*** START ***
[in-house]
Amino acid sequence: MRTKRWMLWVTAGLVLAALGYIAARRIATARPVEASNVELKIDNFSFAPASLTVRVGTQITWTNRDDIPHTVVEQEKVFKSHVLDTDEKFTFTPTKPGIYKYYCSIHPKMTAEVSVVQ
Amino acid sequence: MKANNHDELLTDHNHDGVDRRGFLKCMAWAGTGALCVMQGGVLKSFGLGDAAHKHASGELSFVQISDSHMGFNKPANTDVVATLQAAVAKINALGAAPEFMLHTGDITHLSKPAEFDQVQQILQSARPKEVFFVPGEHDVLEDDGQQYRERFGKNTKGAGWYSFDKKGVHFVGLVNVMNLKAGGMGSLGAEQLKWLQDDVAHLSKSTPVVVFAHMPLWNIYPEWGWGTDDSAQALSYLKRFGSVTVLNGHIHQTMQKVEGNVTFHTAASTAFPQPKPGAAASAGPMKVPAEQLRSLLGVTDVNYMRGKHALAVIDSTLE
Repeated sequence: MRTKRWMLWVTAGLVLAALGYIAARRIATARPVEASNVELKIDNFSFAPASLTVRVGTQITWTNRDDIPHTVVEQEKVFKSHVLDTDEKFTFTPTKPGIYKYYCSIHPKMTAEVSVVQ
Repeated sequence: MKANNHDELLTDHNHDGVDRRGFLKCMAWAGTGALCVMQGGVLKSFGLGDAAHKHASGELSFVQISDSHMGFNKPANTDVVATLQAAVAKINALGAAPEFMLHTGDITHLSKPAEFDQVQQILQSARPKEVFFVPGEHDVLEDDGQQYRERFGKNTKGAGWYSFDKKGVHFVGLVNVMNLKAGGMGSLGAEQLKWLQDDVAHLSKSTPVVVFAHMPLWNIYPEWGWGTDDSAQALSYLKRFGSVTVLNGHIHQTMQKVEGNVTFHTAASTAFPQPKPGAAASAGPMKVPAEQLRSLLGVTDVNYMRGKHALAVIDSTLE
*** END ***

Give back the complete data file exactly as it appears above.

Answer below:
[in-house]
Amino acid sequence: MRTKRWMLWVTAGLVLAALGYIAARRIATARPVEASNVELKIDNFSFAPASLTVRVGTQITWTNRDDIPHTVVEQEKVFKSHVLDTDEKFTFTPTKPGIYKYYCSIHPKMTAEVSVVQ
Amino acid sequence: MKANNHDELLTDHNHDGVDRRGFLKCMAWAGTGALCVMQGGVLKSFGLGDAAHKHASGELSFVQISDSHMGFNKPANTDVVATLQAAVAKINALGAAPEFMLHTGDITHLSKPAEFDQVQQILQSARPKEVFFVPGEHDVLEDDGQQYRERFGKNTKGAGWYSFDKKGVHFVGLVNVMNLKAGGMGSLGAEQLKWLQDDVAHLSKSTPVVVFAHMPLWNIYPEWGWGTDDSAQALSYLKRFGSVTVLNGHIHQTMQKVEGNVTFHTAASTAFPQPKPGAAASAGPMKVPAEQLRSLLGVTDVNYMRGKHALAVIDSTLE
Repeated sequence: MRTKRWMLWVTAGLVLAALGYIAARRIATARPVEASNVELKIDNFSFAPASLTVRVGTQITWTNRDDIPHTVVEQEKVFKSHVLDTDEKFTFTPTKPGIYKYYCSIHPKMTAEVSVVQ
Repeated sequence: MKANNHDELLTDHNHDGVDRRGFLKCMAWAGTGALCVMQGGVLKSFGLGDAAHKHASGELSFVQISDSHMGFNKPANTDVVATLQAAVAKINALGAAPEFMLHTGDITHLSKPAEFDQVQQILQSARPKEVFFVPGEHDVLEDDGQQYRERFGKNTKGAGWYSFDKKGVHFVGLVNVMNLKAGGMGSLGAEQLKWLQDDVAHLSKSTPVVVFAHMPLWNIYPEWGWGTDDSAQALSYLKRFGSVTVLNGHIHQTMQKVEGNVTFHTAASTAFPQPKPGAAASAGPMKVPAEQLRSLLGVTDVNYMRGKHALAVIDSTLE